Frank wrote:Do you have a source for your rebuttal? He claims it takes 6kwh to pump water around which is the source of the electricity consumption. It sounds like a lot but who knows for sure. I always thought most of the energy consumed during refining came from the crude itself. I've tried to research electricity consumption myself but couldn't find anything definitive.
Actually he just says this:
In California, oil refineries are the second largest users of electricity. Moving water around the state via water authorities is the single largest contributor to state electricity use. And, you guessed it, refining crude also takes a tremendous amount of water!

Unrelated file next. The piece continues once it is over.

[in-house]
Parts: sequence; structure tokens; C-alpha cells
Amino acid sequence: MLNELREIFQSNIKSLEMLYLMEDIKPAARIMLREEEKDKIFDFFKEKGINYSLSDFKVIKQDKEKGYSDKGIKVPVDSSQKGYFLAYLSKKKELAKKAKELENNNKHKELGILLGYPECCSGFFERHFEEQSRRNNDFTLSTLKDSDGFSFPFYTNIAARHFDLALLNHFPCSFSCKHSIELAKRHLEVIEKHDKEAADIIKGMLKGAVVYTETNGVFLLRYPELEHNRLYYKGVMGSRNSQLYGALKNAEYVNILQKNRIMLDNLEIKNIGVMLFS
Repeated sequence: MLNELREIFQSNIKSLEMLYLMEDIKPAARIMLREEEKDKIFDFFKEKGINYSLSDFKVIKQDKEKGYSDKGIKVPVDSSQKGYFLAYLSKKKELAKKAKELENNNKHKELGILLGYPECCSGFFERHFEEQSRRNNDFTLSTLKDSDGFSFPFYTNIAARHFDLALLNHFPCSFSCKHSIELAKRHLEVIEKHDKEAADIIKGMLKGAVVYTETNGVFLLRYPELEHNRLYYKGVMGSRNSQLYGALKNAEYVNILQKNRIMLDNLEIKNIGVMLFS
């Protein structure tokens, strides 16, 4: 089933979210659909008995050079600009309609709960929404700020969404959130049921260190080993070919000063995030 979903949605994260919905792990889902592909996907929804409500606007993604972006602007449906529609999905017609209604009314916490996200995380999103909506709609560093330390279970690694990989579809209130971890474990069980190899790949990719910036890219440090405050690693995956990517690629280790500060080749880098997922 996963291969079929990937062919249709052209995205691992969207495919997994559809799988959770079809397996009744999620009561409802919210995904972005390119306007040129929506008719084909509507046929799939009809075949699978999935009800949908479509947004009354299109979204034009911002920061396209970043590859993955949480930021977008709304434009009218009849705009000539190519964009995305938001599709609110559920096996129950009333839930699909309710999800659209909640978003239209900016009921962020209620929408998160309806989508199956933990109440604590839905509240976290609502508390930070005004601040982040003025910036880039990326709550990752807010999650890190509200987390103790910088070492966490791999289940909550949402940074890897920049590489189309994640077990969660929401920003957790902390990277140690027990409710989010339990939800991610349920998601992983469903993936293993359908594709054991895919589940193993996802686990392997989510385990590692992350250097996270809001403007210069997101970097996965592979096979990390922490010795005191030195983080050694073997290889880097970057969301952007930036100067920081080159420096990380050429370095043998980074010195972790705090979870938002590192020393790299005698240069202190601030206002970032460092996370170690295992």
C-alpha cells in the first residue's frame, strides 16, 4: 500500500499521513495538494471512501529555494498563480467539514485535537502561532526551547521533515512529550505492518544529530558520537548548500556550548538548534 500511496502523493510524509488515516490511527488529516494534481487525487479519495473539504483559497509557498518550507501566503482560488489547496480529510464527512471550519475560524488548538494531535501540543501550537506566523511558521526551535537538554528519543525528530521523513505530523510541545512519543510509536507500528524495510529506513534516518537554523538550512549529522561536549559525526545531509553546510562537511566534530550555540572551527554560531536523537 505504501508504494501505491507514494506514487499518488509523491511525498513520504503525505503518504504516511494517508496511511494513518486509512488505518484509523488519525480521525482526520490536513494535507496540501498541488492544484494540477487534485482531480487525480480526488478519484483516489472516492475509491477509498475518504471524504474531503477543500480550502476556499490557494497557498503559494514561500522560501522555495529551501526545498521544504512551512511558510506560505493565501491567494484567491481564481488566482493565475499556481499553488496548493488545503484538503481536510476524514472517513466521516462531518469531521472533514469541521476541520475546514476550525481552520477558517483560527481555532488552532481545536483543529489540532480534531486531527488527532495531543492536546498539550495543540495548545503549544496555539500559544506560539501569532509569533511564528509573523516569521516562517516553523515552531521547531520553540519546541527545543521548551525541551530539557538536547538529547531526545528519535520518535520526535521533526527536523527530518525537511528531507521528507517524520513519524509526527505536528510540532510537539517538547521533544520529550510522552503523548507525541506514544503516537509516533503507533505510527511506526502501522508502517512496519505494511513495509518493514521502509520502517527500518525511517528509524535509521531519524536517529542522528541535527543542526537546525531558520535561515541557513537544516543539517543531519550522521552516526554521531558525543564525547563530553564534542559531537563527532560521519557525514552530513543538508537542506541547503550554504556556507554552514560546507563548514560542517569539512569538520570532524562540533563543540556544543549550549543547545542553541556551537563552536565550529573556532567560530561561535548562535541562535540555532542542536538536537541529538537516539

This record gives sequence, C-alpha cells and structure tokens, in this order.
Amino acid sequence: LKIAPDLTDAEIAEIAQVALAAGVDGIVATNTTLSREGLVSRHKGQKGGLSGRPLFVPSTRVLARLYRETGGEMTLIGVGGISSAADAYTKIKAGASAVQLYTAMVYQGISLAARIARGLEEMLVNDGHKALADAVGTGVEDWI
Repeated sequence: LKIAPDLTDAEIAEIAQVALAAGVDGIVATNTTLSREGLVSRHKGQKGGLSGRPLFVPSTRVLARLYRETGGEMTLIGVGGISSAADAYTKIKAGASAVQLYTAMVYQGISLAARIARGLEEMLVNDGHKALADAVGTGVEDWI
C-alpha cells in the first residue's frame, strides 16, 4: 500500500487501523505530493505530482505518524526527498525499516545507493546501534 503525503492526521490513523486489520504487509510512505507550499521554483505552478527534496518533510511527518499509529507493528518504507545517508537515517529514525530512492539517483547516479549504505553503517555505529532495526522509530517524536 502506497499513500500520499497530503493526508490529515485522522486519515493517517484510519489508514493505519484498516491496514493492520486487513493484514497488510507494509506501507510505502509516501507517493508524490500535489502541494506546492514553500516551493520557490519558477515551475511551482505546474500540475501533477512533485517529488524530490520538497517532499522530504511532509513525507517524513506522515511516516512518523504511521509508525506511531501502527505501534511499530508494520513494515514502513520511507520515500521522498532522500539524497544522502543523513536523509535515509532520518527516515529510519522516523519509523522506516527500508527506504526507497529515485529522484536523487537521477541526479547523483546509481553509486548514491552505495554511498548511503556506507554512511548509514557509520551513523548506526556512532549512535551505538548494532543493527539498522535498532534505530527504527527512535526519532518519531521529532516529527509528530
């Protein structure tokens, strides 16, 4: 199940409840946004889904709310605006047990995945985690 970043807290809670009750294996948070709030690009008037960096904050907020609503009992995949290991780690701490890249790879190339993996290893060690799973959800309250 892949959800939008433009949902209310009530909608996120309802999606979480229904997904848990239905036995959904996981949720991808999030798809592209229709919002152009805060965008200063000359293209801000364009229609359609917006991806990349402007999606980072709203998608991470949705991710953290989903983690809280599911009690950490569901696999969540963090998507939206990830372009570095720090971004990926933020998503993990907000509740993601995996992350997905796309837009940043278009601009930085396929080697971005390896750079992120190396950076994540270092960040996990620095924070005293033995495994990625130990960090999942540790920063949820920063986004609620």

He doesn't give any value to the energy used or any value to the amount of water used. While it's true that refineries use a lot of electricity it's also true that most of it is generated from petroleum byproducts, which also supplies power to the grid. However on a percentage basis the largest energy input in refining is heat, not electricity. They entire petroleum cycle is considered to be around 80% efficient from the well to the gas station. With around 33kWh equivalent in each gallon of gas that means about 6.6kWh's, 20%, of that energy equivalent is used to create it. Only a small portion of that 6.6kWh of potential energy is actually electricity, and most of it, maybe all of it, came from petroleum byproducts, like natural gas.